Does giving sweets to kids produce a “sugar rush?”

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Dear Cecil: Is there really such a condition as a sugar high? Years ago, I read somewhere that medical research never could prove that such a thing happens. Yet parents and teachers continue to believe that kids are hyperactive following birthday parties, Halloween, and other celebrations. Without facts, I can’t get anyone to change their mind. — MaryAnn May Dear Cecil: I’m always hearing parents talk about the sugar rush their kids get after eating sweets: “Uh-oh, watch out! Little Ignatz just had two M&Ms!” I thought I had read somewhere that this effect is either greatly exaggerated or nonexistent. What’s the story? Leonard, Half Moon Bay, California


Illustration by Slug Signorino

Cecil replies:

You probably did read what you think you read, as scientists have been publishing papers to that effect for decades now. What we have here, however, is one of those cases where the conventional wisdom’s gotten itself a size-16-EEE foothold, and nothing as iffy as mere science is likely to dislodge it. Nonetheless, we struggle on.

There was a time, back in the 70s, when you could make a case for a correlation between kids’ sugar intake and amped-up behavior, although the testing that seemed to support the theory was fairly rudimentary. Then researchers took a closer look. In 1995 the Journal of the American Medical Association published a review of 23 comparatively rigorous studies conducted between 1982 and 1994. These were your classic controlled double-blind affairs: two groups of kids, one fed a bunch of sugar, the other given a placebo (i.e., artificial sweetener), everyone kept sufficiently in the dark as to who’d gotten what, etc.

The results? No discernible relationship between sugar ingested and how the kids acted. It didn’t matter how old they were, how much sugar they got, what their diets were like otherwise — nothing. The JAMA authors stopped shy of drawing any definitive conclusions, but if there were a legitimate sugar-high effect out there, you’d like to see it turn up in the lab every so often.

Given that so far it hasn’t, why would a sizable chunk of the child-rearing population continue to swear it exists? For a crucial piece of the puzzle we turn to the Journal of Abnormal Child Psychology and a 1994 study by Daniel Hoover and Richard Milich, in which they looked at 31 boys ages five to seven and their mothers, all of whom had described their offspring as being “behaviorally affected by sugar.”

The mom-son teams were split into the customary two groups: the moms in one were told their sons would be given extra-sugary Kool-Aid, while the others were told their kids were in the control group and would get a drink sweetened with aspartame. In reality, though, the same artificially sweetened stuff was administered to both sets of kids while the women got a sheaf of surveys to fill out. Mothers and children were then videotaped playing together, after which the moms were asked how they thought things went.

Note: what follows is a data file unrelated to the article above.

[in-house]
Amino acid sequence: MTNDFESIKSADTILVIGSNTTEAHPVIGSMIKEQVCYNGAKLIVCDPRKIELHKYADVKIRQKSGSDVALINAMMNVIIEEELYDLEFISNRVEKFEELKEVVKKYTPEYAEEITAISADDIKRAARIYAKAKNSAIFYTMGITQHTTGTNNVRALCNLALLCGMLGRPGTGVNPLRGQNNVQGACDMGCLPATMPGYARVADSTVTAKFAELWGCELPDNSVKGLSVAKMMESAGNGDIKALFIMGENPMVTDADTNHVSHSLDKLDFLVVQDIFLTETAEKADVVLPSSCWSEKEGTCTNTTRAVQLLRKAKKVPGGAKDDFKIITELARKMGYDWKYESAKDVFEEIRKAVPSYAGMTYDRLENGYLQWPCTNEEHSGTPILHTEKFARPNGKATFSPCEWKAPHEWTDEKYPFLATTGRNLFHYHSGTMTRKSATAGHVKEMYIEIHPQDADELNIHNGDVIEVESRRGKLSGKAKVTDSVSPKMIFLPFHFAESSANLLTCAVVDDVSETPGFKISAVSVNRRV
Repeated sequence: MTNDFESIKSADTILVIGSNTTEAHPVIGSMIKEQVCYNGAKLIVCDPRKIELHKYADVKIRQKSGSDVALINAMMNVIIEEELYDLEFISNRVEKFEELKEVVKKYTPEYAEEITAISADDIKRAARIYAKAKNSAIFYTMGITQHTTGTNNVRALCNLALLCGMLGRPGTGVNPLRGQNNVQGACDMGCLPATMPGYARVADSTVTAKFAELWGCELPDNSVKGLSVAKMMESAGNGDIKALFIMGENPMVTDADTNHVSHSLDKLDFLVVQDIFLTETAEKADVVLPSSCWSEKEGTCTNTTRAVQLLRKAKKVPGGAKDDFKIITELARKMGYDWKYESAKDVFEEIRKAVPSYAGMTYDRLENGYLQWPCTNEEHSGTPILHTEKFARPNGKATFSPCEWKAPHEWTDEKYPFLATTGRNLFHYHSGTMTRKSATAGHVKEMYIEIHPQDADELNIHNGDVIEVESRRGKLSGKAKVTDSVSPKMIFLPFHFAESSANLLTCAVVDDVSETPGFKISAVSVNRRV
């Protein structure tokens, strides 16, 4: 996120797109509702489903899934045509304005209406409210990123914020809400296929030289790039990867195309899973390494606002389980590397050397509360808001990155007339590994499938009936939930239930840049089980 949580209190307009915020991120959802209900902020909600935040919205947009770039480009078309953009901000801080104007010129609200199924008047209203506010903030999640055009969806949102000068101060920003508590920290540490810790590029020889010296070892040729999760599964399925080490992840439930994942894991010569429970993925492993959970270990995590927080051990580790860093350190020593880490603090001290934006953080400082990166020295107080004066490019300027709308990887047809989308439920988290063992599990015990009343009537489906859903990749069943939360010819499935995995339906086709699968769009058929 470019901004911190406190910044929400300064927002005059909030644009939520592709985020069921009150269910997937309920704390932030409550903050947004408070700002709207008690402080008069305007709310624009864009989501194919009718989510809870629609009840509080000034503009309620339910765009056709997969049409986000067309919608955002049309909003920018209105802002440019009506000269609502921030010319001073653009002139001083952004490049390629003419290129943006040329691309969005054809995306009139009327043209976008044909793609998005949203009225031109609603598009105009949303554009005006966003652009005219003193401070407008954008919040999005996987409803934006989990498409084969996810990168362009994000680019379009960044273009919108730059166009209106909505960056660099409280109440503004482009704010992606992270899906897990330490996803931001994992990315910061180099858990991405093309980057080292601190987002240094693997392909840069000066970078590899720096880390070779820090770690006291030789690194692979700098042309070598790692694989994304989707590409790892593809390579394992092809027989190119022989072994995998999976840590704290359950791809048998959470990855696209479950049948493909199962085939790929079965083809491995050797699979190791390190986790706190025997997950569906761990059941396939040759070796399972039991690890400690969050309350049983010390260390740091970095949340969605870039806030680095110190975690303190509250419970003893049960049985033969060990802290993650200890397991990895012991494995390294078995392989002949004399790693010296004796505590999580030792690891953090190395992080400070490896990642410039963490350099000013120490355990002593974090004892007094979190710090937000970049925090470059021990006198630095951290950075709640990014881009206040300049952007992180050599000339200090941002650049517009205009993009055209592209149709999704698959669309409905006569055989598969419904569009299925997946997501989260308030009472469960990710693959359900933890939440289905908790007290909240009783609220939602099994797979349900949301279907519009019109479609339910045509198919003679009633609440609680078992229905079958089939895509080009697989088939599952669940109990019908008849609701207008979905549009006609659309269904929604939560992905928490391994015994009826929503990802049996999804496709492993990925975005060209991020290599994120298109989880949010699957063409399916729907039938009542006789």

What did Hoover and Milich find? You guessed it: the moms who thought they were in the sugar group said their sons acted more hyper. In addition, they tended to hover over their children more during play, offer more criticism of their behavior, etc. The mother-son pairs in the other group were judged by observers to be getting along better. What’s more, those moms who, going into the experiment, most strongly believed their kids were sugar-sensitive also scored highest on a test designed to gauge cognitive rigidity.

From there, of course, it’s not too hard to whip up a hypothesis explaining why the sugar-high myth persists. Having always heard that sugar makes kids act crazy, some parents, particularly those hailing from the control-freak end of the spectrum, may go a little crazy themselves when the sugary stuff enters the picture. In situations where sweets are freely available to their children — like birthday parties or other high-stimulation events — they watch worriedly for any sign of obstreperousness, see it even if it’s not there, call it hyperactivity, and attribute it to the cookies and cake. Kids, meanwhile, typically aren’t oblivious to this sort of anxiety; consciously or not, they may well figure out that after taking on a load of candy they’re expected to run amok and happily oblige.

I should stress we’re not talking here about attention-deficit hyperactivity disorder, which is its own freestanding issue; studies have suggested there’s some correlation between ADHD and diet, so maybe every so often you’ll get a kid whose condition really is exacerbated by sugar. And there are plenty of other good reasons to limit children’s consumption of sugar-laden food. But when a parent freaks out because a swig of soda has allegedly made his kid uncontrollable, it’s quite possible he’s not just seeing the behavior he expects to see, he’s helping create it.

Cecil Adams

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